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Macknade Fine Foods

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 - Macknade Fine Foods

Happy Accidents

When cheese goes wrong… but oh so right!

Have you ever forgotten to do something or made an error, but managed to get away with it or ‘style it out’?

A recent addition to our cheese counter has got me thinking about cheese making. Making cheese, in theory, is relatively straightforward, but when creating your flavours, even the very slightest of adjustments to the process changes the taste.  Master cheese makers learn to control their recipes to produce great tasting, and consistent flavours – but even they can make mistakes sometimes…

Wigmore has been a staple of Macknade’s sheep cheese selection for a number of years now – this English cheese is soft with a white rind evoking a slightly sweet yet meaty taste. The aforementioned recent addition to our counter is Riseley; considered the cousin of Wigmore, as it is essentially “Wigmore gone wrong”!

One fateful day in 2014, a batch of Wigmore was sent out without the penicillium rind by accident – instead of throwing it away, the maturation team at Neal’s Yard decided to work with the cheese, rind washing it in brine and water over a four week period to produce Riseley!

This is not the first time cheese has been created by mistake – in fact another sheep cheese, the iconic French Roquefort was born from an accident…

The legend goes that a young shepherd was sat in the Combalou caves of Roquefort-sur-Soulz eating a simple sandwich of bread and sheep’s curd, only to be distracted by a passing beautiful fair maiden. Abandoning his lunch, he sought to pursue the young girl; no one knows for sure whether he successfully woo-ed her, but what we do know is that upon his return some time later, the bread had become mouldy and the curd had been transformed – this was the birth of Roquefort cheese.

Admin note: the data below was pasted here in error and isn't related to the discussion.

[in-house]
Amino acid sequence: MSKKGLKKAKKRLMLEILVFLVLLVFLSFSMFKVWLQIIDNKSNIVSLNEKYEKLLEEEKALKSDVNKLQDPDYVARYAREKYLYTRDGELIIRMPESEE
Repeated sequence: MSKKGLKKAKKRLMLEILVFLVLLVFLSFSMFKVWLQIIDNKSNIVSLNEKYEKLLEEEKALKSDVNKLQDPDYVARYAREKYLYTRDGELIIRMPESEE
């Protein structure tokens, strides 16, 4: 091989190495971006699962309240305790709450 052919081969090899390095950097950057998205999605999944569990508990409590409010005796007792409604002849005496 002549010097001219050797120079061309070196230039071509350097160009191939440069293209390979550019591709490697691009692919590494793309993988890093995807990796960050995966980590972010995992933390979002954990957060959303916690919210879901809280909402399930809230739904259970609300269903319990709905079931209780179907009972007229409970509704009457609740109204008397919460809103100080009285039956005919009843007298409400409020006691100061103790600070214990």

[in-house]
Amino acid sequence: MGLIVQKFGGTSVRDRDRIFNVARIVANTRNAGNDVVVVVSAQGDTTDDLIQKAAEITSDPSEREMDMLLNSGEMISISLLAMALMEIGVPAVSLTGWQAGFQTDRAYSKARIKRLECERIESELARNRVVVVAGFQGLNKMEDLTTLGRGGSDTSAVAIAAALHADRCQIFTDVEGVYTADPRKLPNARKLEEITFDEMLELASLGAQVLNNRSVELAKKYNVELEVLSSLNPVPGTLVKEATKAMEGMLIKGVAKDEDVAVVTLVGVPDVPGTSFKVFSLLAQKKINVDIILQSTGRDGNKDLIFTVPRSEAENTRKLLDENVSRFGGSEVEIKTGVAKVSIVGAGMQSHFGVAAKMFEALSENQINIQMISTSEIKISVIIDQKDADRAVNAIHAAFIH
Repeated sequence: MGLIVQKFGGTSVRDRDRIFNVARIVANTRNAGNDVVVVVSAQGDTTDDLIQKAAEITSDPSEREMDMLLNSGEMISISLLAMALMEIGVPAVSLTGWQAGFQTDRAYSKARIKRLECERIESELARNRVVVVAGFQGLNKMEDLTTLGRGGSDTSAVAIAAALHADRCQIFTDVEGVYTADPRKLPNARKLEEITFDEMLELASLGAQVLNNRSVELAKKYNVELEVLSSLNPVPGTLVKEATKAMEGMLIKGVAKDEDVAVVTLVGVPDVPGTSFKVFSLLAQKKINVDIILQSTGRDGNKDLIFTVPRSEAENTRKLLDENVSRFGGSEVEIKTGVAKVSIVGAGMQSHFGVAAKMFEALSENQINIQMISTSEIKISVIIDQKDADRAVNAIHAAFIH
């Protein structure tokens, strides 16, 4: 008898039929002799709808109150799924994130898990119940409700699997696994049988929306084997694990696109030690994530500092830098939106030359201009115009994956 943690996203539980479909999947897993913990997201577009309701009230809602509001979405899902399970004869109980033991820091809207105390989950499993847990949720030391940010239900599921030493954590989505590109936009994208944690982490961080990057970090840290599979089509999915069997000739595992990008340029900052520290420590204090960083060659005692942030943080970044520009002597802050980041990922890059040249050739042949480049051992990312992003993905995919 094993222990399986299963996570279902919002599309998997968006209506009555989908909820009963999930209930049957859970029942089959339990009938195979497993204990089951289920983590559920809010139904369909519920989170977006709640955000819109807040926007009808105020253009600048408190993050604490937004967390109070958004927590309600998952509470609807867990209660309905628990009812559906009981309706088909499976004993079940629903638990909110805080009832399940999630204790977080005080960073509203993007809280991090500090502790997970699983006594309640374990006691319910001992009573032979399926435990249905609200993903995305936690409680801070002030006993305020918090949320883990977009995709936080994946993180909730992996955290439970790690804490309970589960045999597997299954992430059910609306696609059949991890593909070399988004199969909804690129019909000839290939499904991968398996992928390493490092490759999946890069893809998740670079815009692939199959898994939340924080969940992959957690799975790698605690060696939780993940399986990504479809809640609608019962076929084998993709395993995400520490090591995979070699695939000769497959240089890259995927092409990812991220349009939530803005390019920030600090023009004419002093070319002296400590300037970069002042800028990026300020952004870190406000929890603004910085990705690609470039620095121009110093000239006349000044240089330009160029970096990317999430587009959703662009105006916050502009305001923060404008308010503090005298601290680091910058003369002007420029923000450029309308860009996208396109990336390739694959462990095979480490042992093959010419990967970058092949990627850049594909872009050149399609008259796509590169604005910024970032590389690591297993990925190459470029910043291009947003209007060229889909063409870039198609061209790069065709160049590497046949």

It was a particular type of bacteria that created the mould (penicillium roqueforti), specific to the region, and to this day Roquefort is still made in those same caves.  Much like Champagne or Stilton cheese, the name Roquefort is protected, and only used by a few select producers.

It’s possible to visit some of the caves, and many people enjoy having a tour; learning more about this quintessential French cheese, and perhaps even have a taste! Should you however not have any plans to head to the South of France any time soon, why not pop to the cheese counter at the Macknade deli and try some of our Roqueforts (yes – we have two!)…


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